X axis is gear number 1 through 24, Y axis is gear inches.

My spreadsheet was set up for a triple crank, so I am essentially forcing the spreadsheet to think that there is a chainring of 53.1 teeth and another of 28.6 teeth to reflect the gear ratios in the Dual Drive. The color for each gear indicates if it is low, medium or high Dual Drive gear range based on the equivalent chainring tooth counts.

I think this would be a good range for loaded touring. Maybe slightly high but close.
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Old 05-07-16, 09:32 PM   #21
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Another scenario, resulting in a cool 16-114 gear inches...

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Old 05-07-16, 11:07 PM   #22
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I have kept a spare DD hub and click box on the off chance that my Rohloff ever gives any trouble.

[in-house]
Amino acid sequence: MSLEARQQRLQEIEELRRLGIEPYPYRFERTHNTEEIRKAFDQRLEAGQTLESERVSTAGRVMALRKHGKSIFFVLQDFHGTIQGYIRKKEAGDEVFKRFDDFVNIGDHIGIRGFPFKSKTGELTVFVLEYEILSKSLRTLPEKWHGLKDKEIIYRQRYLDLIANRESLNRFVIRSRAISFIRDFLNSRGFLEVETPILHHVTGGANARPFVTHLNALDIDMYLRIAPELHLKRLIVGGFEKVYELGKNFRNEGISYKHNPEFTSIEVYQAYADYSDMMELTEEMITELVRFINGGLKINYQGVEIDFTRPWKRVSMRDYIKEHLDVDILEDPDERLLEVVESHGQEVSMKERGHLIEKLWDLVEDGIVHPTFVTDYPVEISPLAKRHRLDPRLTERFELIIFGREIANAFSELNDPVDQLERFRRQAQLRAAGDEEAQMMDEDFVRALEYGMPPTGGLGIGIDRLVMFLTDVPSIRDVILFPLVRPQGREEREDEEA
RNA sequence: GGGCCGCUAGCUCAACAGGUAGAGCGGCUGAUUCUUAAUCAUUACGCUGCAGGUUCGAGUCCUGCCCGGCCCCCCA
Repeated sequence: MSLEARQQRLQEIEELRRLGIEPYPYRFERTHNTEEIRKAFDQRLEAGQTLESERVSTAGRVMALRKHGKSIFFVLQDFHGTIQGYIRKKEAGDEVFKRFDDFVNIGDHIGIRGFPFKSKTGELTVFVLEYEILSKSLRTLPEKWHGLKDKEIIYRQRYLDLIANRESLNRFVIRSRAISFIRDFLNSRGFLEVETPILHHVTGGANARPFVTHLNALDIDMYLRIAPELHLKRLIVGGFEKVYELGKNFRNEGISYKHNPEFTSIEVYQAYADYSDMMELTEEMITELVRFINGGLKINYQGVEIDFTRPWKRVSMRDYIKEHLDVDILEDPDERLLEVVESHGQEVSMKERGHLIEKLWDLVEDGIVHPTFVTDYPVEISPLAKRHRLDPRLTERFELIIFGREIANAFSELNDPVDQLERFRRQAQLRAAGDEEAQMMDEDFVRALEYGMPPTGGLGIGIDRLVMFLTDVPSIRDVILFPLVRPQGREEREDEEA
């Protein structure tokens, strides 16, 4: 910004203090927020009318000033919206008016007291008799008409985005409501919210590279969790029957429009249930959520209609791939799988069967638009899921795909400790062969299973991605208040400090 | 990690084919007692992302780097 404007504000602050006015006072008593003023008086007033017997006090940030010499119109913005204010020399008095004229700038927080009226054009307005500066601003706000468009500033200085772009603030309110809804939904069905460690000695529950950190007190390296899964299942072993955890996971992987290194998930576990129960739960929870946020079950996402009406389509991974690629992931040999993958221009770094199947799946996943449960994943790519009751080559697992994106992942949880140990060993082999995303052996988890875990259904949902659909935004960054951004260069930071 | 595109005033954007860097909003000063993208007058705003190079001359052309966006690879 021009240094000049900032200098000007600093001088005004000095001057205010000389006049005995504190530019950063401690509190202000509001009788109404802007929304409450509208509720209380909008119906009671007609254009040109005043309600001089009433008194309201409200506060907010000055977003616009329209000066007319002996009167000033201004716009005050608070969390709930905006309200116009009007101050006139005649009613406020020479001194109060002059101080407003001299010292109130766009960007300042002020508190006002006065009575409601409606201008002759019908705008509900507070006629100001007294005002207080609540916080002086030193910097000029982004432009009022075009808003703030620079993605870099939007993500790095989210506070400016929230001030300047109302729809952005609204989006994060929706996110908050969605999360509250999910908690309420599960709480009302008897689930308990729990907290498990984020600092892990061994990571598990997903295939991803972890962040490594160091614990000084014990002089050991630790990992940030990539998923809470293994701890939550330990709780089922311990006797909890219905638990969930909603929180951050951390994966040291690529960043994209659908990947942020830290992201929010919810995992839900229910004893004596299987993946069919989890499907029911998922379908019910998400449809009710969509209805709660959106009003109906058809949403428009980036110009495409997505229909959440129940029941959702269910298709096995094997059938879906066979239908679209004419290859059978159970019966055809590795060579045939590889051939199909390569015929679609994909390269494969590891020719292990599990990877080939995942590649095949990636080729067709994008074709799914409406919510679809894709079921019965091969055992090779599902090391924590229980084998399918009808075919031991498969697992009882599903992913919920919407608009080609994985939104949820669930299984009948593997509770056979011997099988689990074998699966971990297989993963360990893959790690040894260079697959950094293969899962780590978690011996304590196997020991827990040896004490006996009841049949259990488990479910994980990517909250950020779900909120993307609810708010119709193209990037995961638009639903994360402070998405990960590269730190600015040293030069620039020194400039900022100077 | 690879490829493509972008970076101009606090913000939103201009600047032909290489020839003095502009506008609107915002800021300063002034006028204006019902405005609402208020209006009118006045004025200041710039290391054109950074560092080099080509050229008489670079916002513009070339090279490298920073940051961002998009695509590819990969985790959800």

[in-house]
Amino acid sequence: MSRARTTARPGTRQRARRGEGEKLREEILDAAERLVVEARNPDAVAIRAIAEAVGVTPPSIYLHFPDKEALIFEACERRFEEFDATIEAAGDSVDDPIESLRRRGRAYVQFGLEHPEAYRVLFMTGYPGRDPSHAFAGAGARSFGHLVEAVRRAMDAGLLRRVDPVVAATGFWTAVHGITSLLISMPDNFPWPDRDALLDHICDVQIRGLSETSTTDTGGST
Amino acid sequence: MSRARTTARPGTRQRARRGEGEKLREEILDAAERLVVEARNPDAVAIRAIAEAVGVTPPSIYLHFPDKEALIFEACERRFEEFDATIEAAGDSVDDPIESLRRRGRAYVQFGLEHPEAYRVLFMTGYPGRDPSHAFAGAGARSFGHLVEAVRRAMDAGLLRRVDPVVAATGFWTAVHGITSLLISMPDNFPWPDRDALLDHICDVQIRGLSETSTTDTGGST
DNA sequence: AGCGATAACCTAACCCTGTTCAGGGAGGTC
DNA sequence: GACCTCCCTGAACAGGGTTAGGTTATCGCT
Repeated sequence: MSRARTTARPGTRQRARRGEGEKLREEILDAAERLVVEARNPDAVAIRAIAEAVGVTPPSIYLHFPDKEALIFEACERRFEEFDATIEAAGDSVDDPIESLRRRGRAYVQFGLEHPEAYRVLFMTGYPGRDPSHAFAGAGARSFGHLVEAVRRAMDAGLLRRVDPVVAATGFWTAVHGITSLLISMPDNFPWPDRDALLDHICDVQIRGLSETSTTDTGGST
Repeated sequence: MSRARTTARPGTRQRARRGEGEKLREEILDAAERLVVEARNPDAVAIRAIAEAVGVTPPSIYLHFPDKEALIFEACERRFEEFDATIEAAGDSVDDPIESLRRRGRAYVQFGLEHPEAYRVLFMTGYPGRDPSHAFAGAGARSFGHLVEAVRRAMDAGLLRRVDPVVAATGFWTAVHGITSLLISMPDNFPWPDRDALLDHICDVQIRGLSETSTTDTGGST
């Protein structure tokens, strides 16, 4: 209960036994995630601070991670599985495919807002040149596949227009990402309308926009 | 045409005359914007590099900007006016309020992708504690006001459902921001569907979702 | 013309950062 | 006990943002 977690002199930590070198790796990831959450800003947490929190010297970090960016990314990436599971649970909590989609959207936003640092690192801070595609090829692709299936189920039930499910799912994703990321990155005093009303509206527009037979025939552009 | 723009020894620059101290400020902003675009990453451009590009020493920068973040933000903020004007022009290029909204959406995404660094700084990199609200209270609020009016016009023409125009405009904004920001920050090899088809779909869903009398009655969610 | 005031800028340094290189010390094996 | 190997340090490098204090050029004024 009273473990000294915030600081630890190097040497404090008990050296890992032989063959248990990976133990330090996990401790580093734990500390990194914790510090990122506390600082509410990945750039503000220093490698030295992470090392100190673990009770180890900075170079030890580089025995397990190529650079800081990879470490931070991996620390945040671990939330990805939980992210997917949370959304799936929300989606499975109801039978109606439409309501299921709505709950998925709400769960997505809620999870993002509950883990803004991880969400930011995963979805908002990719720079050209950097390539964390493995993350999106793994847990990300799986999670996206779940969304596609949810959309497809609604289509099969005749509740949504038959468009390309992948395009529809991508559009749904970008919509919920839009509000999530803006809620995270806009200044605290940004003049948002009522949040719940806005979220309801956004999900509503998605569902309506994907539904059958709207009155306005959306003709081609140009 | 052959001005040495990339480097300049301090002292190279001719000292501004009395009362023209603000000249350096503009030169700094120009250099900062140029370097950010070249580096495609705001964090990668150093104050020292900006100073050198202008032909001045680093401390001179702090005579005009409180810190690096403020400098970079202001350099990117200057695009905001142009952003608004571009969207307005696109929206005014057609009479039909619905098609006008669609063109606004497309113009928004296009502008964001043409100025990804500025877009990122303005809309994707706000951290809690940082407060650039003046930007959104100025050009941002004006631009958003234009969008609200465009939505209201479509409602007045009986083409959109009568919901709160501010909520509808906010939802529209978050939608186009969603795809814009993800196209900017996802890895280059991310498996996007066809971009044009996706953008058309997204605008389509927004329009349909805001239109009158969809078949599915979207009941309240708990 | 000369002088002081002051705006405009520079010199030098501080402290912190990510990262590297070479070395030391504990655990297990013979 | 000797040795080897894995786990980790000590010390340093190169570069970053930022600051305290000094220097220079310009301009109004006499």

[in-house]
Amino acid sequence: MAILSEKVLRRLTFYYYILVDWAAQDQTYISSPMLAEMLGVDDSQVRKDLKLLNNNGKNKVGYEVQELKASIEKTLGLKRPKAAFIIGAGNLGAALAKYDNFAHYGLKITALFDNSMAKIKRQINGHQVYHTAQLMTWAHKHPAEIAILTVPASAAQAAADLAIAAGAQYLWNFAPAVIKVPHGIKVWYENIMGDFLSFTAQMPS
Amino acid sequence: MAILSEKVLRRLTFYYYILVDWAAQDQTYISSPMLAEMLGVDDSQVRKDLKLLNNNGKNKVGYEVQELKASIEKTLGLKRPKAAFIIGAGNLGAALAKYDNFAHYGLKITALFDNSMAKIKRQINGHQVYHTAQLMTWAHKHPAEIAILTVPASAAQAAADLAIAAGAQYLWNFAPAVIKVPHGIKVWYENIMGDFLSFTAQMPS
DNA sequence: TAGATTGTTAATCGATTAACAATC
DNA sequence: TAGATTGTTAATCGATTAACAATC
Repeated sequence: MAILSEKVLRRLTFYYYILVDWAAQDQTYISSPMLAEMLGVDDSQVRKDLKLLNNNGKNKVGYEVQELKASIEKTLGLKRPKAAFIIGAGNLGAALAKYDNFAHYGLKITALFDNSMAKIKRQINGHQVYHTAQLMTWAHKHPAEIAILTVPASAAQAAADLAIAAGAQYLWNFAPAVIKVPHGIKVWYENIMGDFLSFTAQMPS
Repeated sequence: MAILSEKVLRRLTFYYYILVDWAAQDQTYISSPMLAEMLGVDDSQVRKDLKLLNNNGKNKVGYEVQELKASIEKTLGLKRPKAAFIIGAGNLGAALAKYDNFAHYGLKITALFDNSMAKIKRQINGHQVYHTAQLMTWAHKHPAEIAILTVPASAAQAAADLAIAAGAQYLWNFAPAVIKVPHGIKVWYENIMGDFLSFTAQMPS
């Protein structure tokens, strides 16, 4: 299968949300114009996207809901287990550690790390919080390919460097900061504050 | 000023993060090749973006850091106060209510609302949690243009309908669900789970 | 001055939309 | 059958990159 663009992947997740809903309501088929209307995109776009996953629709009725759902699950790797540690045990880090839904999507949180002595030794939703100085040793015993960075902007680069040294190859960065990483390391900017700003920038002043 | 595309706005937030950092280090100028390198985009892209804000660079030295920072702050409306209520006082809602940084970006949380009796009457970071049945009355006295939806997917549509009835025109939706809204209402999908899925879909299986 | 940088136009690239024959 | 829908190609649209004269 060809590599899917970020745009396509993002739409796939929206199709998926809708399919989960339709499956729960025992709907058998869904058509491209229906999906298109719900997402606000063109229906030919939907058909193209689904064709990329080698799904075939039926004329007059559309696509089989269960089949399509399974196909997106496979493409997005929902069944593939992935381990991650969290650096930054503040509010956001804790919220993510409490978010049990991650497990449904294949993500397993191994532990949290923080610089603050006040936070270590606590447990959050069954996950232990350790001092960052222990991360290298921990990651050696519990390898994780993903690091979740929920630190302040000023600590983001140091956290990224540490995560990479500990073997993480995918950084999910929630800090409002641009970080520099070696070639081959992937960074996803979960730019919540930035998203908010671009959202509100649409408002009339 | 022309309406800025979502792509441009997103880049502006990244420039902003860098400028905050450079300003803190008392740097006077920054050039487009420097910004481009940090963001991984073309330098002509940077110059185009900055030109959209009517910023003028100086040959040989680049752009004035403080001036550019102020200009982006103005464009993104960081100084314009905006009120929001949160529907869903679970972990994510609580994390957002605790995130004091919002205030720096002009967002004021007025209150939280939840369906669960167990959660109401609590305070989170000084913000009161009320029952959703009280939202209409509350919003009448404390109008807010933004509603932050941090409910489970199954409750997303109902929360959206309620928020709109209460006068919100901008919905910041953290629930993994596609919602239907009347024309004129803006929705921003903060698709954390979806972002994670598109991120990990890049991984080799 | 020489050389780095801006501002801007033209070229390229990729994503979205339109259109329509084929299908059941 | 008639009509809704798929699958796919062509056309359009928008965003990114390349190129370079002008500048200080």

A couple of years down the track now with no issues but its there if I ever need it.
I toured from East to West across Australia towing a trailer on my 406 wheeled Moulton APB without issue and wouldn't hesitate to take a DD installed bike on any journey.
I do prefer the derailleur free IGH I currently run as its virtually maintenance free but doubt I'd outlay the expense should I be forced to start again.



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Old 05-07-16, 11:34 PM   #23
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Actually you can run any RD for the hub does not know or care what cogset it's got on. I run Shimano SLX RD and cogset on the SDD, and I shift the SDD with Shimano SLX too.